Popular culture

Category archives for Popular culture

Gwyneth Paltrow’s goop is continuing to sell snake oil promoted as the “empowerment” of women. Yes, that even includes a psychic vampire repellent, reiki charged.

Many are the PR firms and astroturf groups out there trying to influence the public. One favored technique is to publish an op-ed by an expert or “thought leader” in a major media outlet. Not infrequently, these op-eds are ghostwritten. Unfortunately, to its sorrow, STATNews found that out this week.

Yesterday, I wrote about how right-to-try and an unethical offshore vaccine trial are part of free market fundamentalists’ attack on the FDA. Here’s another example, the “right to choose medicine.”

On July 3, an antivaxer named Kent Heckenlively posted a WhiteHouse.gov petition demanding a five year moratorium on childhood vaccines. It failed. Did that stop Mr. Heckenlively? Of course not, and this time he has help from ├╝ber-crank Mike Adams, who is whining about being “censored” by Facebook over it. The hilarity continues to ensue

Many are the stories of those who have embraced quackery to treat their cancer. Few are followup stories when such a person realizes she’s made a mistake and returns to conventional therapy. This is one such story, but you’re unlikely ever to see the media outlets that touted Carissa Gleeson’s choice of quackery to treat her cancer run the story of her having changed her mind and saved her life with real medicine.

Ten years ago, I liked to make fun of a pudgy, middle-aged guy named Bill Nelson, not because he was pudgy and middle-aged (which is increasingly describing me), but rather because he used to sell some serious quantum energy quackery known as the Quantum Xrroid Consciousness Interface. Little did I know then that Nelson was ahead of his time and all that he really needed was a celebrity endorsement and a company selling his products using beautiful scantily clad models using his products.

The Court of Justice of the European Union just issued a muddled ruling being proclaimed by clickbait headlines as allowing courts to blame any disease on vaccines without evidence. It does nothing of the sort, but it is concerning nonetheless, as it is confusing and does appear to lower the bar of evidence for vaccine injury claims. That’s plenty bad enough.

Antivaxers often complain that they are judged harshly. It turns out that they are probably correct. But is this a bad thing? More importantly, what about the children, who didn’t choose not to be vaccinated?

Antivaxers are planning on publishing the personal information of employees of the Boston Herald because the paper published an editorial saying that promoting antivaccine misinformation among a vulnerable population should be a “hanging offense.” Meanwhile, overblown allusions to the Holocaust are going into overdrive. Same as it ever was.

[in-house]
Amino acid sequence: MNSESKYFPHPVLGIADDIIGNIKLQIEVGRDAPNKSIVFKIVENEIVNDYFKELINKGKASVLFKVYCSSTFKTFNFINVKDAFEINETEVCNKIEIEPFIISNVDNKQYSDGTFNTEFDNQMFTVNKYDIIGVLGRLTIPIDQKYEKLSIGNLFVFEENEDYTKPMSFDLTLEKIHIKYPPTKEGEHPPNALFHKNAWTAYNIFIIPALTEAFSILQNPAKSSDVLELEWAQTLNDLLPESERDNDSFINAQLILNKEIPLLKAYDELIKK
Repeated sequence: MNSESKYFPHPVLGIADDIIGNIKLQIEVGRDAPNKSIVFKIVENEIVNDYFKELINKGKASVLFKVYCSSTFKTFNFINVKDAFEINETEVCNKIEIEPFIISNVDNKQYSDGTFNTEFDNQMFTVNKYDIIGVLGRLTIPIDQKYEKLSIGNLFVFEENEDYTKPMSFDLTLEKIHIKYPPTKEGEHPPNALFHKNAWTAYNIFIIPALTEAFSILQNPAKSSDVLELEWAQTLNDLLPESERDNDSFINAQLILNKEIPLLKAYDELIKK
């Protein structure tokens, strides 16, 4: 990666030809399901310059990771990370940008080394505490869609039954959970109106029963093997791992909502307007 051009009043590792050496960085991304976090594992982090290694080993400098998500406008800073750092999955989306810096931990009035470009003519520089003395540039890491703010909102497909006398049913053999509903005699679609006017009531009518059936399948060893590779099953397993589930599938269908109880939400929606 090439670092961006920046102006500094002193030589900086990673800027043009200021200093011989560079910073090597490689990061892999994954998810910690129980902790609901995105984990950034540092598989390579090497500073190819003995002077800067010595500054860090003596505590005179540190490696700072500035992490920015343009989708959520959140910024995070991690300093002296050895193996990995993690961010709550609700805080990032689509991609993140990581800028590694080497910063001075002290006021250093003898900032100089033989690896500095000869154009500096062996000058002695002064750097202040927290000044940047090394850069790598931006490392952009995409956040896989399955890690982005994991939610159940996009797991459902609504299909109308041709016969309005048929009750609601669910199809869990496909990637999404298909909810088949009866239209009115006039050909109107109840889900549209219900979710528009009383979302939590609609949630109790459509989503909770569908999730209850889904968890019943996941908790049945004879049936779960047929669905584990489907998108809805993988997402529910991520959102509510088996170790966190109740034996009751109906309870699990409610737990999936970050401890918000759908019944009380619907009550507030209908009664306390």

Antivaxers targeted a. vulnerable community of Somali immigrants in Minnesota. The result: A large (and growing) measles outbreak. Thanks, Andy.

It’s been a bad week for the Gray Lady in the science department. Hot off the heels of hiring a climate science denier for its op-ed section, it’s published a credulous article that uncritically touts a book full of dubious alternative medicine testimonials.

Thanks for the measles yet again, Andy

Yet another population is learning why you shouldn’t trust Andrew Wakefield. There is a large Somali immigrant population in Minnesota, and unfortunately they’ve been targeted by antivaxers. As a result, their MMR uptake has plummeted, and now they’re in the midst of another measles outbreak. Andrew Wakefield screws yet another group.

Last month, the Texas Medical Board fined Houston cancer quack Dr. Stanislaw Burzynski and placed his practice under supervision. It did not strip him of his medical license, as he deserves. The result is that families of children with terminal cancer are once again raising hundreds of thousands of dollars to follow his siren song of false hope.

Cancer huckster Belle Gibson was recently fined for deceiving the public by claiming that she had brain cancer, a story that she used to sell all manner of dubious treatments. Was she delusional or a run-of-the-mill con artist? Does it matter?

Orac is attacked by Capt. Kirk using fake news over the course of several days. Truly, it is a strange world.